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New claims challenge the disappearance of lost flight MH370 ten years on

New claims challenge the disappearance of lost flight MH370 ten years on

Claims made by officials have been heavily refuted in a new book about the tragedy 10 years on

On 8 March, 10 whole years will have passed since the Malaysia Airlines flight MH370 seemingly disappeared into thin air after departing from Kuala Lumpur to Beijing.

Mystery still surrounds the flight, carrying 239 passengers, which is said to have lost contact with air traffic controllers above the South China Sea just 38 minutes into its journey.

While little evidence of what really happened has ever been uncovered, officials claim the plane was tracked crossing Malaysia before disappearing over the Andaman Sea, with satellite analysis revealing the aircraft had U-turned, leading to the presumption it landed in the South Indian Ocean.

However, despite a huge international search, which quickly became the most expensive in aviation history, no trace of the plane was ever found at the potential crash site, located around 1,500 miles from Australia, despite some pieces of debris which have been widely disputed.

French journalist Florence de Changy has been investigating the mystery for her new book The Disappearing Act: The Impossible Case of MH370, which challenges much of the investigation's findings.

She told The Sun: "It is shocking for the families. The official narrative has been so strongly imposed on them that they have no choice but to stick to that and the only thing they can ask for is to keep searching.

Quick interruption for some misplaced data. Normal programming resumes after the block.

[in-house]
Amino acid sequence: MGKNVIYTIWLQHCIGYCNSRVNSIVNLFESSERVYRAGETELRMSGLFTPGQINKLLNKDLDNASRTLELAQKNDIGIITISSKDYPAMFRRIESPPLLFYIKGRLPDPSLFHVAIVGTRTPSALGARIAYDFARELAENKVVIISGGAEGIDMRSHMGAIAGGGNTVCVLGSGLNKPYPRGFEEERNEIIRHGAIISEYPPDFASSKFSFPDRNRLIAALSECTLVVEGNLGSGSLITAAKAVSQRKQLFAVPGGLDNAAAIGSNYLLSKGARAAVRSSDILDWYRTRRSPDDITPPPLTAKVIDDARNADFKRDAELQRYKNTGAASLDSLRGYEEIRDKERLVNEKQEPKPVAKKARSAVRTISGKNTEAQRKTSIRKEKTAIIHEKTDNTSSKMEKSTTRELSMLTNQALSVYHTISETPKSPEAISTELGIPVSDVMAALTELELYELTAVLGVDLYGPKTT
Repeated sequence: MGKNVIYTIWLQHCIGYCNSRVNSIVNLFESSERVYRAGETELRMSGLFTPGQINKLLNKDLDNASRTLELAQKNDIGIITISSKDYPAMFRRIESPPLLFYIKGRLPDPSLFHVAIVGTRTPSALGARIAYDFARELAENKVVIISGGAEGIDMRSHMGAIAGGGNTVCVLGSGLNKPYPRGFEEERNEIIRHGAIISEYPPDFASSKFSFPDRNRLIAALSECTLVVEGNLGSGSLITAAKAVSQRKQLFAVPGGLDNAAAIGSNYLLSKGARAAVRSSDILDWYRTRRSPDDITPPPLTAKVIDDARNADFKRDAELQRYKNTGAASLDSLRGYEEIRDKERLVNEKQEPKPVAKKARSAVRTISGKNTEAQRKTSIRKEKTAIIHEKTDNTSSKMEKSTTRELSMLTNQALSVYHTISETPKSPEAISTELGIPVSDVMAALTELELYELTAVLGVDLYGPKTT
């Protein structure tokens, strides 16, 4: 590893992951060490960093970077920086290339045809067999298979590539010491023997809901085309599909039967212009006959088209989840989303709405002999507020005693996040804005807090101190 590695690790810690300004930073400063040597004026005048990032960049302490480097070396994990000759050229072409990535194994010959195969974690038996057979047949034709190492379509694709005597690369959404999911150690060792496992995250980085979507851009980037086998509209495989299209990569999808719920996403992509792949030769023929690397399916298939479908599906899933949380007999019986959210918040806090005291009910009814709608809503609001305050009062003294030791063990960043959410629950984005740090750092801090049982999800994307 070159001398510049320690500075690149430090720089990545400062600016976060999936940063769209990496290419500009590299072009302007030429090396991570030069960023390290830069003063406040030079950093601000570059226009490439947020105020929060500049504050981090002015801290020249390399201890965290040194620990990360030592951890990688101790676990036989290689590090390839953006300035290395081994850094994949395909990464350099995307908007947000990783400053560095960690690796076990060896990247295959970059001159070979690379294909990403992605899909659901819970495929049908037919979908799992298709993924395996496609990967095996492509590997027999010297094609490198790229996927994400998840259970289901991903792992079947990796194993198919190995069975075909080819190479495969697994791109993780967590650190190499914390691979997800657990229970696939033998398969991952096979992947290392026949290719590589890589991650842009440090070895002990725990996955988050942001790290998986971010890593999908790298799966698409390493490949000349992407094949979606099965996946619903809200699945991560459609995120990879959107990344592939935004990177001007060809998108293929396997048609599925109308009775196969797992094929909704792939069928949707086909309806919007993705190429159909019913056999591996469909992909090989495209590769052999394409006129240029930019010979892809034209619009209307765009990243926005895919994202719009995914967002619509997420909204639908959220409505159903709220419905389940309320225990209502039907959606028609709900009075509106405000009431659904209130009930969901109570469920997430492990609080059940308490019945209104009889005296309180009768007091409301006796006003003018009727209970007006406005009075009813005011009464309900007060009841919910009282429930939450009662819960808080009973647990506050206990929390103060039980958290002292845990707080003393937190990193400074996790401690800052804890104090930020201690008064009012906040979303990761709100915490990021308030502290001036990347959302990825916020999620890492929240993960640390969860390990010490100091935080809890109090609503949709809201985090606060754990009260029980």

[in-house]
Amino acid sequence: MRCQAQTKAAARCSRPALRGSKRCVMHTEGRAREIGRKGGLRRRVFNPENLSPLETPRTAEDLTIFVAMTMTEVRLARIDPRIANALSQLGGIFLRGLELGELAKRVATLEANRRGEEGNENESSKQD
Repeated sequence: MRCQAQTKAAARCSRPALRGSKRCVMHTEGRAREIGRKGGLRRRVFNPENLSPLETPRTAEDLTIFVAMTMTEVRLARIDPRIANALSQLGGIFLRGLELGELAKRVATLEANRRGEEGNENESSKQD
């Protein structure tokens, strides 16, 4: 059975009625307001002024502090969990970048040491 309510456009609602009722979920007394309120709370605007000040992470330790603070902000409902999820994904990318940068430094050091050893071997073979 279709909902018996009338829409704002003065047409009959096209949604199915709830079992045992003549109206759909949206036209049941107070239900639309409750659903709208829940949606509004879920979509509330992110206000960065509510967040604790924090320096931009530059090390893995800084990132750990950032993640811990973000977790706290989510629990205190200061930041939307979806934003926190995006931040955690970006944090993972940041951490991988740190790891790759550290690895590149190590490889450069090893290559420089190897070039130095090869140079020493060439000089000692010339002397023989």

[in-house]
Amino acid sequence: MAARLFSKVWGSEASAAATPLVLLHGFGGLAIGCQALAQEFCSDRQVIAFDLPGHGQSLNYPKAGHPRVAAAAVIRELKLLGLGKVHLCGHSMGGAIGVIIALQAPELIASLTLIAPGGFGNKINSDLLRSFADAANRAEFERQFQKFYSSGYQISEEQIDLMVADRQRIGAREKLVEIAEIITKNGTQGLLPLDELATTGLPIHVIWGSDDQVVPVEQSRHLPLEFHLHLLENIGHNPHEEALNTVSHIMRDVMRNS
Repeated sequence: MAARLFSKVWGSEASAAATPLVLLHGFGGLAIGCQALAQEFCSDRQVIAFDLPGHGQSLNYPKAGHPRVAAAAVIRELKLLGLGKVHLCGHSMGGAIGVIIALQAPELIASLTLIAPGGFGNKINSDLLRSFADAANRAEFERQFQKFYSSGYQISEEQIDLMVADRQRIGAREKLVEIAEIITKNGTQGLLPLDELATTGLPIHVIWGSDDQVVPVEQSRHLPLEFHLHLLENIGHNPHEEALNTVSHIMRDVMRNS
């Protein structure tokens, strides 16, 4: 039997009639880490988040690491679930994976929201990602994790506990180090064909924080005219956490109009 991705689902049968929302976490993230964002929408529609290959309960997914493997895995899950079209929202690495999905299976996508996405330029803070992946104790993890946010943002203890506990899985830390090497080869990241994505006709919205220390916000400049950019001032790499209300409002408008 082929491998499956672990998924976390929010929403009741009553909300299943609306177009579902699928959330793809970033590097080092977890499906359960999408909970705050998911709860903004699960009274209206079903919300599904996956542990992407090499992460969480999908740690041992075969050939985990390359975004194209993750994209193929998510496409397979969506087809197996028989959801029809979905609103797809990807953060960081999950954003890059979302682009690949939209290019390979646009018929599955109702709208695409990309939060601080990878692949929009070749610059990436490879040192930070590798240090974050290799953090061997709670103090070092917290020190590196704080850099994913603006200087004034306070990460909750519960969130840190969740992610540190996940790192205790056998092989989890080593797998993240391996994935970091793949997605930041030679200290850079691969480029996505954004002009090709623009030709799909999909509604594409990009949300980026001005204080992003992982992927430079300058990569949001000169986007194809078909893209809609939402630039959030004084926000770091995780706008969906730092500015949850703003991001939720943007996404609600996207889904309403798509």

"They worry if they start to doubt the authorities, they will start to break talks with them."

Many simulations have attempted to explain how the crash may have happened.
National Geographic

As part of her research, de Changy found evidence from Vietnamese air traffic control which suggests the plane continued to fly for more than an hour after officials claim it plummeted from the sky, eventually falling north of Vietnam at around 2.40am, minutes after a mayday call said the cabin was disintegrating.

The journalist is now absolutely convinced that the plane did not crash into the Southern Indian Ocean.

In fact, the only circumstantial evidence of a crash in this location is a piece of debris from the right wing of a plane, called a flaperon, which was found on a beach on Reunion Island, near Mauritius, over a year later in July 2015. However, de Changy says there are "good reasons not to believe it is from MH370."

The mystery of the plane's disappearance continues to baffle investigators, despite debris from a wreckage being discovered.
Adli Ghazali/Anadolu Agency/Getty Images

"First, they never even established the provenance of the flaperon. This is shocking," she explained.

“Secondly, they said the flaperon suffered two consecutive shocks, which does not fit a crash in the ocean."

She went on to explain that a piece of broken composite material is not designed to float, yet this particular piece must've travelled 10 miles a day in the fiercest ocean on the planet to reach the location it was discovered in.

The writer is one of many people who believe the evidence could possibly have been planted.

Other conspiracies include the belief that the captain of the flight, Zaharie Ahmad Shar, could be to blame for the plane's downfall, but de Changy believes this is simply a smear campaign to cover up the truth.

The Disappearing Act: The Impossible Case of MH370, by Florence de Changy, is out now.

Featured Image Credit: National Geographic / Adli Ghazali/Anadolu Agency/Getty Images

Topics: World News